The UN is the only machinery through which peace that exists today. There is a small articulate minority in this country which advocates changing our national symbol which is the eagle to that of the ostrich and withdrawing from the UN. This minority reminds me of a story of a shortsighted and selfish man who put green goggles on his cow and fed her sawdust. The cow became sick and died. I warn you against the shortsighted and selfish men who are trying to distort the vision of the American people. We must have eagle eyes. These men who lack vision are poor in hope. They turn their backs on the future and live I the past. They seek to weaken and destroy this world organization through their attacks on the UN. They are expressing a selfish, destructive approach which leads not to peace but to chaos and might eventually lead to World War Three….
This brings us to the action taken by the UN which has brought sorrow into many American homes. The Communist attack on Korea and the brilliant fight put up by our armies is a matter of history. When the attack occurred we had two choices. We could meet it or let aggression triumph by default and thereby invite further piecemeal conquests all over the Globe. This inevitably would have led to World War Three just as the appeasement of Munich and the seizure of Czechoslovakia led to World War Two, the most destructive war in history.
Great sacrifices have been made in Korea by our soldiers, and at home by mothers, wives and sweethearts in support of this UN action. To a more limited extent the same sacrfices have been made by other member nations. There is torment and anguished waiting in many homes this very night but at the same time there must be gratitude that our land has been preserved from attack and for all of us there must be pride in the proof of the staunchness and heroism of American men.
We pray for a just and lasting peace in Korea for the sake of the people of that land and for our own men and those soldiers of the United Nations fighting with them. We cannot hurry this peace until the Communists agree to honest terms. If you ask the reason why our men are in Korea I think it was perhaps best summed up by an American flying Ace, Major James Jabara, who upon returning to his home in Wichita, Kansas, in an interview was asked what his feelings were while fighting in Korea. Major Jabara said, “I fought in Korea so I would not have to fight on Main Street in Wichita.”
Korea was not only the first successful application of collective security on the part of the UN to stop aggression, without provoking general war, but it has stimulated a free world to build up its defenses. It has not been as quick in the achievements of results as it would have been if the UN had been fully organized to put down any aggression. It has been impossible to organize that machinery as yet because two nations, the US and the USSR haven’t been able to come to an agreement as to how this collective security within the UN may be organized. We think the fault lies with the USSR because she will not see that without a planned method of disarmament and control of all weapons, adequately verified through inspection, we and many other nations in the world cannot feel safe, but at least through the UN we can go on with negotiations and pray for a pure heart and clean hands which may eventually bring us the confidence even of the Soviet Union and lead us to the desired results.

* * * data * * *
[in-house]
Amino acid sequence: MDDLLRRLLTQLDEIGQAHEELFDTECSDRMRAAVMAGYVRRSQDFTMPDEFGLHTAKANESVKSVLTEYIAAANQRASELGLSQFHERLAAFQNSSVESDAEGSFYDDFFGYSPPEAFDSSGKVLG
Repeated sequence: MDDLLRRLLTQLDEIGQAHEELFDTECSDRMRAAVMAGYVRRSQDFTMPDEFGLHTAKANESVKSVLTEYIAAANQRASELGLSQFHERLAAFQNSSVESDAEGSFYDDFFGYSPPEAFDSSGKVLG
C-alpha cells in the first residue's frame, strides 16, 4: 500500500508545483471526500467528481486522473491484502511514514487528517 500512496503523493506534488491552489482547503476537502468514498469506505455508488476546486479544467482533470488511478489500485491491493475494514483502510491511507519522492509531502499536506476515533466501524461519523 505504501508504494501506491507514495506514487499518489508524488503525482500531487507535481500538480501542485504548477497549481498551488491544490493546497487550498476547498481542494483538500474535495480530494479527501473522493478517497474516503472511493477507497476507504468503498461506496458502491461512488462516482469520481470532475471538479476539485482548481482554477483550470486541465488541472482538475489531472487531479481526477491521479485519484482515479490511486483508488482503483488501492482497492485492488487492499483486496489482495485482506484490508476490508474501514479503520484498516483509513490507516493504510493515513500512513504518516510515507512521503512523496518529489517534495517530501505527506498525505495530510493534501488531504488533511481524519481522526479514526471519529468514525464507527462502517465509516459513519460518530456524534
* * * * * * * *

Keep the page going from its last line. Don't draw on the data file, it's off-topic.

In the UN we meet with the Communists and it is fortunate this meeting place exists. We know we can not relax our vigilance or stop our efforts to control the spread of communism. Their attacks on us in the UN have one great value – they keep us from forgetting our shortcomings or to become apathetic in our efforts to improve our democracy.
The UN has helped to keep the peace in many areas of the world, notably in Iran and Greece and Palestine and Indonesia, and Pakistan and India. These disputes might have spread into a general war and torn the free world apart and opened the way for Communist expansion and another world war.
While the UN came into being under the present Administration and President Truman has been steadfast in his support of the organization, the UN would not be in existence today if it were not for strong bi-partisan support in the very beginning.
….I beg you to keep an open mind, never to forget the interests of your own country but to remember your own country may be able to make a contribution which is valuable in the area of human rights and freedoms in joining with other nations not merely in a declaration but in covenants.
I returned not long ago from parts of the world where our attitude on human rights and freedoms affects greatly our leadership.
Some of you will probably be thinking that once upon a time the old lady speaking to you now, did a tremendous amount of traveling around the United States. In fact, you may remember a cartoon showing two men down in a cool mine, one man saying to the other: “Gosh, here comes Eleanor. Now what is she doing – traveling around the world just making more trouble?”
In World War Two when I visited so many hospitals in the Pacific I was glad I had traveled so much through my own country and could say to a lonely boy far form home: “You come from Lubbock, Texas?” The boy’s face would light up. “Yes ma’am. I remember when you were there.” I can only hope that in the future there may be some little unexpected values which will come out of these latest travels too.
I hope all our travels may serve the great common hope that through the United Nations peace may come to the world….